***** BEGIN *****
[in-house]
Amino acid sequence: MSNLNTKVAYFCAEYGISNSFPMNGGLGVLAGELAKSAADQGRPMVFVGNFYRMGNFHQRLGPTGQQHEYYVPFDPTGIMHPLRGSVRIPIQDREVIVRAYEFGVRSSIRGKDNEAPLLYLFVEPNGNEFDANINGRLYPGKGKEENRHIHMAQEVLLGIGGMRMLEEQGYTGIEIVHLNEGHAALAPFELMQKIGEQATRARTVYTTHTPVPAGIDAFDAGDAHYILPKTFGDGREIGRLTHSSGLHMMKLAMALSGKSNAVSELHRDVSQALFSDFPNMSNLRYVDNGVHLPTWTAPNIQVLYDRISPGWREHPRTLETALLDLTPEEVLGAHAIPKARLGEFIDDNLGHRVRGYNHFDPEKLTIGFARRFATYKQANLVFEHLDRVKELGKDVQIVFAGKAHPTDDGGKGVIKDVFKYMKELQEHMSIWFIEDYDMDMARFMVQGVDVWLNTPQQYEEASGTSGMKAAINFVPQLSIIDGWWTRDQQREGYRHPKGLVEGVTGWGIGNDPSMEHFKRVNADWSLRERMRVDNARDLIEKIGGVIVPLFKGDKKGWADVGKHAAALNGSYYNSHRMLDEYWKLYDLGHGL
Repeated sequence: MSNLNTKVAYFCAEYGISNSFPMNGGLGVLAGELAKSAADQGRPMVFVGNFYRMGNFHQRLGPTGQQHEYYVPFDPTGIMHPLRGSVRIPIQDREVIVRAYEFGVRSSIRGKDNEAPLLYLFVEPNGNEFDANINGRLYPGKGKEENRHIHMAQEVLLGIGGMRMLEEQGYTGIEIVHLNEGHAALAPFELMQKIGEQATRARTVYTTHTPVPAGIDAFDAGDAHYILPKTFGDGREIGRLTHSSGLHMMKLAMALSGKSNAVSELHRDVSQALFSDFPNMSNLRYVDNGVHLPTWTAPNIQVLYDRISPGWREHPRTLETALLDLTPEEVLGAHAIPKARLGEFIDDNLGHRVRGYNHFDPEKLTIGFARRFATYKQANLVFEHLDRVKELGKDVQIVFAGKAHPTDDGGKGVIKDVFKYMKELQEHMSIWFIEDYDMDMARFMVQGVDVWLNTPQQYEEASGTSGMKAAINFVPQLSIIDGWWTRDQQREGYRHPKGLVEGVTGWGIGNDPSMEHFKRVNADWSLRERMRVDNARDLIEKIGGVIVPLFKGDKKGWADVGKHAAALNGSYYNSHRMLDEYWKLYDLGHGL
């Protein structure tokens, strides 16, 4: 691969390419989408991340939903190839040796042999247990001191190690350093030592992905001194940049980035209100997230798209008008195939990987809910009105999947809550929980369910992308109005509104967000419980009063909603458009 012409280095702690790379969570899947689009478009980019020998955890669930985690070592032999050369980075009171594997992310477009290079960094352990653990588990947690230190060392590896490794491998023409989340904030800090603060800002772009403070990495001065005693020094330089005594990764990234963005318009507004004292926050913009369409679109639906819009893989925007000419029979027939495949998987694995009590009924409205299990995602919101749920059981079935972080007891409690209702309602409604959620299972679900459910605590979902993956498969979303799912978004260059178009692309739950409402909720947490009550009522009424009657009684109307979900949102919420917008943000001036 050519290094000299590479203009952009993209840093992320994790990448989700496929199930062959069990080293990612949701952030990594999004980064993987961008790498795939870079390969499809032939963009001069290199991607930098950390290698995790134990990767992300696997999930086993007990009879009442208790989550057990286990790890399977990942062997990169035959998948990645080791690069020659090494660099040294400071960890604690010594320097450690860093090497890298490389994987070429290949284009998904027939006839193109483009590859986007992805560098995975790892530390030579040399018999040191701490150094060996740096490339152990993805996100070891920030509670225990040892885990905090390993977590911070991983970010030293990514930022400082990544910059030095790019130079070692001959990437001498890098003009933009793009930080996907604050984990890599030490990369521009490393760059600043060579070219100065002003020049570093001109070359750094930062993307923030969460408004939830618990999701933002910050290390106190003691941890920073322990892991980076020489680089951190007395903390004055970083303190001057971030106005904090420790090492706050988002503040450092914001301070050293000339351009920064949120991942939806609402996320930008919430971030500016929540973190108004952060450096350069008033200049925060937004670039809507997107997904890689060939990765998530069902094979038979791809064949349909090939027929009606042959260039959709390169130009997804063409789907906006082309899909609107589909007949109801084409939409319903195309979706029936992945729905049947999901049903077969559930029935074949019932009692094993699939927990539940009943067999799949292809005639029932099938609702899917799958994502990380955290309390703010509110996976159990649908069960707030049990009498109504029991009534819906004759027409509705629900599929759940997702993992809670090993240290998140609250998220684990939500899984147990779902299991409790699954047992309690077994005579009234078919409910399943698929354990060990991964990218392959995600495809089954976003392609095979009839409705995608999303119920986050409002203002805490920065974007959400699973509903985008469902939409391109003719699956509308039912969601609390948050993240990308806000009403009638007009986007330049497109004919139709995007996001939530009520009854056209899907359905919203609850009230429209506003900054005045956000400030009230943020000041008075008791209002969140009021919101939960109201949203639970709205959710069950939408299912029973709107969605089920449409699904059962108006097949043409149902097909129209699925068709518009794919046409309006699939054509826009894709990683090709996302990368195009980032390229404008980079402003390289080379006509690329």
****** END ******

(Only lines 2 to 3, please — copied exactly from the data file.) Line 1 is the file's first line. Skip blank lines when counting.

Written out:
Amino acid sequence: MSNLNTKVAYFCAEYGISNSFPMNGGLGVLAGELAKSAADQGRPMVFVGNFYRMGNFHQRLGPTGQQHEYYVPFDPTGIMHPLRGSVRIPIQDREVIVRAYEFGVRSSIRGKDNEAPLLYLFVEPNGNEFDANINGRLYPGKGKEENRHIHMAQEVLLGIGGMRMLEEQGYTGIEIVHLNEGHAALAPFELMQKIGEQATRARTVYTTHTPVPAGIDAFDAGDAHYILPKTFGDGREIGRLTHSSGLHMMKLAMALSGKSNAVSELHRDVSQALFSDFPNMSNLRYVDNGVHLPTWTAPNIQVLYDRISPGWREHPRTLETALLDLTPEEVLGAHAIPKARLGEFIDDNLGHRVRGYNHFDPEKLTIGFARRFATYKQANLVFEHLDRVKELGKDVQIVFAGKAHPTDDGGKGVIKDVFKYMKELQEHMSIWFIEDYDMDMARFMVQGVDVWLNTPQQYEEASGTSGMKAAINFVPQLSIIDGWWTRDQQREGYRHPKGLVEGVTGWGIGNDPSMEHFKRVNADWSLRERMRVDNARDLIEKIGGVIVPLFKGDKKGWADVGKHAAALNGSYYNSHRMLDEYWKLYDLGHGL
Repeated sequence: MSNLNTKVAYFCAEYGISNSFPMNGGLGVLAGELAKSAADQGRPMVFVGNFYRMGNFHQRLGPTGQQHEYYVPFDPTGIMHPLRGSVRIPIQDREVIVRAYEFGVRSSIRGKDNEAPLLYLFVEPNGNEFDANINGRLYPGKGKEENRHIHMAQEVLLGIGGMRMLEEQGYTGIEIVHLNEGHAALAPFELMQKIGEQATRARTVYTTHTPVPAGIDAFDAGDAHYILPKTFGDGREIGRLTHSSGLHMMKLAMALSGKSNAVSELHRDVSQALFSDFPNMSNLRYVDNGVHLPTWTAPNIQVLYDRISPGWREHPRTLETALLDLTPEEVLGAHAIPKARLGEFIDDNLGHRVRGYNHFDPEKLTIGFARRFATYKQANLVFEHLDRVKELGKDVQIVFAGKAHPTDDGGKGVIKDVFKYMKELQEHMSIWFIEDYDMDMARFMVQGVDVWLNTPQQYEEASGTSGMKAAINFVPQLSIIDGWWTRDQQREGYRHPKGLVEGVTGWGIGNDPSMEHFKRVNADWSLRERMRVDNARDLIEKIGGVIVPLFKGDKKGWADVGKHAAALNGSYYNSHRMLDEYWKLYDLGHGL